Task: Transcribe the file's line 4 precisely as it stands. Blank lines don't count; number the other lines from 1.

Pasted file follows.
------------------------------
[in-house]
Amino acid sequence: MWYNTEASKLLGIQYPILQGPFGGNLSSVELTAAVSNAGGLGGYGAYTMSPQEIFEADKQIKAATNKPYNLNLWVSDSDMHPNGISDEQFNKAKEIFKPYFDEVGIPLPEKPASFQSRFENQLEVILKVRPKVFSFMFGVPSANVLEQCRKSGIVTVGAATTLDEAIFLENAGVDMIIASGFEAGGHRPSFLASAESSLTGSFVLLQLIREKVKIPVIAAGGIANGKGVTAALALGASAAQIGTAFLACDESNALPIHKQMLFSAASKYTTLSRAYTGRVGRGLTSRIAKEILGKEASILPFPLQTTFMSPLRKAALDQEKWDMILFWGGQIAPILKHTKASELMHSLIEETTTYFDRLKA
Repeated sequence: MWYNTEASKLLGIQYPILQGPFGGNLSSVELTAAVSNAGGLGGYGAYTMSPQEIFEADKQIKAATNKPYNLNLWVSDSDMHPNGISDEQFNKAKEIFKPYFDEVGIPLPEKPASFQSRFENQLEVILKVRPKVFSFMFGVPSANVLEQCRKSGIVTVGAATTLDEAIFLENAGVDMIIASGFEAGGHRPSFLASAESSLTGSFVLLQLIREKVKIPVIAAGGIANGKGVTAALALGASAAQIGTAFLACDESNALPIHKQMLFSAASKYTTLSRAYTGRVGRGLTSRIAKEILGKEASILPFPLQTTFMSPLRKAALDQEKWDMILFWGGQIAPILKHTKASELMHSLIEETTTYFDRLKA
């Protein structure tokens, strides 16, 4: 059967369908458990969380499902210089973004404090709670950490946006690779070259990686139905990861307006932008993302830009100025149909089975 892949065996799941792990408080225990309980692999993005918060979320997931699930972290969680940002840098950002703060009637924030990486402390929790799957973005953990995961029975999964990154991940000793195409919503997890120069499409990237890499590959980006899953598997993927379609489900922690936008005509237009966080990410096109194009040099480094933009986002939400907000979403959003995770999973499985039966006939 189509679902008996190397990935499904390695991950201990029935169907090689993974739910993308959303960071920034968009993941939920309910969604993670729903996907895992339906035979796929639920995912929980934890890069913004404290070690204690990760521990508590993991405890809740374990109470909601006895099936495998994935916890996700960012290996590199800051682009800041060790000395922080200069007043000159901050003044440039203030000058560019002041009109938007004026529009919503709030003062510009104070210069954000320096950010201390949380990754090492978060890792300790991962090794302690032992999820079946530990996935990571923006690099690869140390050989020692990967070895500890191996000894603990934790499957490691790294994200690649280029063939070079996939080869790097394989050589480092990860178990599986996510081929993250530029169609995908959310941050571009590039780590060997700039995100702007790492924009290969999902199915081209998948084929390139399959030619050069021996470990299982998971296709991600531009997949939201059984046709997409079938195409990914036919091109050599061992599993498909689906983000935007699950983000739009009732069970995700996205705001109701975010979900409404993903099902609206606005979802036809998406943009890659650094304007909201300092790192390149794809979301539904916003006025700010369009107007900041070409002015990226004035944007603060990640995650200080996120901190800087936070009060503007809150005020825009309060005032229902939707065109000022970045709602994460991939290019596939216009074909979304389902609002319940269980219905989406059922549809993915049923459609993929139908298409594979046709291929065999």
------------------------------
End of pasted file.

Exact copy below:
């Protein structure tokens, strides 16, 4: 059967369908458990969380499902210089973004404090709670950490946006690779070259990686139905990861307006932008993302830009100025149909089975 892949065996799941792990408080225990309980692999993005918060979320997931699930972290969680940002840098950002703060009637924030990486402390929790799957973005953990995961029975999964990154991940000793195409919503997890120069499409990237890499590959980006899953598997993927379609489900922690936008005509237009966080990410096109194009040099480094933009986002939400907000979403959003995770999973499985039966006939 189509679902008996190397990935499904390695991950201990029935169907090689993974739910993308959303960071920034968009993941939920309910969604993670729903996907895992339906035979796929639920995912929980934890890069913004404290070690204690990760521990508590993991405890809740374990109470909601006895099936495998994935916890996700960012290996590199800051682009800041060790000395922080200069007043000159901050003044440039203030000058560019002041009109938007004026529009919503709030003062510009104070210069954000320096950010201390949380990754090492978060890792300790991962090794302690032992999820079946530990996935990571923006690099690869140390050989020692990967070895500890191996000894603990934790499957490691790294994200690649280029063939070079996939080869790097394989050589480092990860178990599986996510081929993250530029169609995908959310941050571009590039780590060997700039995100702007790492924009290969999902199915081209998948084929390139399959030619050069021996470990299982998971296709991600531009997949939201059984046709997409079938195409990914036919091109050599061992599993498909689906983000935007699950983000739009009732069970995700996205705001109701975010979900409404993903099902609206606005979802036809998406943009890659650094304007909201300092790192390149794809979301539904916003006025700010369009107007900041070409002015990226004035944007603060990640995650200080996120901190800087936070009060503007809150005020825009309060005032229902939707065109000022970045709602994460991939290019596939216009074909979304389902609002319940269980219905989406059922549809993915049923459609993929139908298409594979046709291929065999």